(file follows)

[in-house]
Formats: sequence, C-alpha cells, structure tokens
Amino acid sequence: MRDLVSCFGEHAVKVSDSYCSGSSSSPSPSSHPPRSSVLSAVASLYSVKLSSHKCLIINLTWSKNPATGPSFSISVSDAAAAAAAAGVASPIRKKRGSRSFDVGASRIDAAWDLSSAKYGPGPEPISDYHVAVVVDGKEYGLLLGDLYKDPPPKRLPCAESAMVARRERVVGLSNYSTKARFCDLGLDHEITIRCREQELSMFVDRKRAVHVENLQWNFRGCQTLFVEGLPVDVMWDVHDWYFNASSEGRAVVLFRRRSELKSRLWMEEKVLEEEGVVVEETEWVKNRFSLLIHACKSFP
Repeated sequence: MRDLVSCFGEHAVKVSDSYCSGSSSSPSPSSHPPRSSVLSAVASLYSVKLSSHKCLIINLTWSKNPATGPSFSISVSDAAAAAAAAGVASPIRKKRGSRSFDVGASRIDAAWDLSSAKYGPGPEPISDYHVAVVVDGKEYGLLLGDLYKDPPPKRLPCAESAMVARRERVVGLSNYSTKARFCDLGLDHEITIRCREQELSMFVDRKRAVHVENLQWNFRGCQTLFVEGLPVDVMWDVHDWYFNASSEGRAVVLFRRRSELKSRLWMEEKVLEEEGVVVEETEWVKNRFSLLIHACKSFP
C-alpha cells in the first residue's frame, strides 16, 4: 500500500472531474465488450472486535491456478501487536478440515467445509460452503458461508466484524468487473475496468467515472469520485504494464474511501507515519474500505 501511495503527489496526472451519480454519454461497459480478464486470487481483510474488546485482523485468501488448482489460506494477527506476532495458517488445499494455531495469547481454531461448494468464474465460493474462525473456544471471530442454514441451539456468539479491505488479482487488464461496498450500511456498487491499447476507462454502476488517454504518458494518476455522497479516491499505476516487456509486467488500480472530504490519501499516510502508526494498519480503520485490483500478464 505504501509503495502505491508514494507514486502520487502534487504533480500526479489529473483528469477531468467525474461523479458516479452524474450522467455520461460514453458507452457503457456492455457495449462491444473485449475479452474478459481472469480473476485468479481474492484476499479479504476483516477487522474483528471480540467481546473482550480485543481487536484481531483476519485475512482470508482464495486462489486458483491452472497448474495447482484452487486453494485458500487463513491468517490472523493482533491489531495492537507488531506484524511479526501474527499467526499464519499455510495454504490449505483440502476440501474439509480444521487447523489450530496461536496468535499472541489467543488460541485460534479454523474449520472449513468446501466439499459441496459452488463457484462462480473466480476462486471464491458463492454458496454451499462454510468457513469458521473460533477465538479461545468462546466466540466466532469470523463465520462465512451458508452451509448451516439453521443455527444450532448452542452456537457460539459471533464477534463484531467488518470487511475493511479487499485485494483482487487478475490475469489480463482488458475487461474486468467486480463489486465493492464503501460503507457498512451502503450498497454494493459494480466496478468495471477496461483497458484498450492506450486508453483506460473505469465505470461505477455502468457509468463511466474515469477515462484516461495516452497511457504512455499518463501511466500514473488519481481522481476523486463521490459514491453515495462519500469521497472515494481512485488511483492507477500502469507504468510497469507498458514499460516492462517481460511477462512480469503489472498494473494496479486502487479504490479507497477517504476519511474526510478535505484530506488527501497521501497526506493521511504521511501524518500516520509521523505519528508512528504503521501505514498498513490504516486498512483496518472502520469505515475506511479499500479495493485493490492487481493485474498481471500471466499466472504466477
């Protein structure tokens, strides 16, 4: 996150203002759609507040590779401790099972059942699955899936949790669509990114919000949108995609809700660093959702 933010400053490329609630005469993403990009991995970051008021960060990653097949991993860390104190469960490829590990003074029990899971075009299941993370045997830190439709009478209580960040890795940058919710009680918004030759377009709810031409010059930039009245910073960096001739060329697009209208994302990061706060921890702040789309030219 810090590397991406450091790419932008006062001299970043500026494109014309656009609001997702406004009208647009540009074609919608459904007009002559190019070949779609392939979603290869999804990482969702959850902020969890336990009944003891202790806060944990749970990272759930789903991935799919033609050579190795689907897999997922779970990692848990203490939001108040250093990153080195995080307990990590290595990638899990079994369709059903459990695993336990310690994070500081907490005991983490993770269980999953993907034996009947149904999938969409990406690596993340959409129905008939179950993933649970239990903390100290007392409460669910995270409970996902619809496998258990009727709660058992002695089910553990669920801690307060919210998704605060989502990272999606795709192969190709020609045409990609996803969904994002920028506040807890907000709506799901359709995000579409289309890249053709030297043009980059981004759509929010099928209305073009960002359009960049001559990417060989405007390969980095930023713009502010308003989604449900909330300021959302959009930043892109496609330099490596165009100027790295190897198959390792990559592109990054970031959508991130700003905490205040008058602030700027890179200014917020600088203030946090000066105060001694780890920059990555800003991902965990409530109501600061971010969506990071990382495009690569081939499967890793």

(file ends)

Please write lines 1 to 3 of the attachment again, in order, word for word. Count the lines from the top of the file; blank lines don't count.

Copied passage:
[in-house]
Formats: sequence, C-alpha cells, structure tokens
Amino acid sequence: MRDLVSCFGEHAVKVSDSYCSGSSSSPSPSSHPPRSSVLSAVASLYSVKLSSHKCLIINLTWSKNPATGPSFSISVSDAAAAAAAAGVASPIRKKRGSRSFDVGASRIDAAWDLSSAKYGPGPEPISDYHVAVVVDGKEYGLLLGDLYKDPPPKRLPCAESAMVARRERVVGLSNYSTKARFCDLGLDHEITIRCREQELSMFVDRKRAVHVENLQWNFRGCQTLFVEGLPVDVMWDVHDWYFNASSEGRAVVLFRRRSELKSRLWMEEKVLEEEGVVVEETEWVKNRFSLLIHACKSFP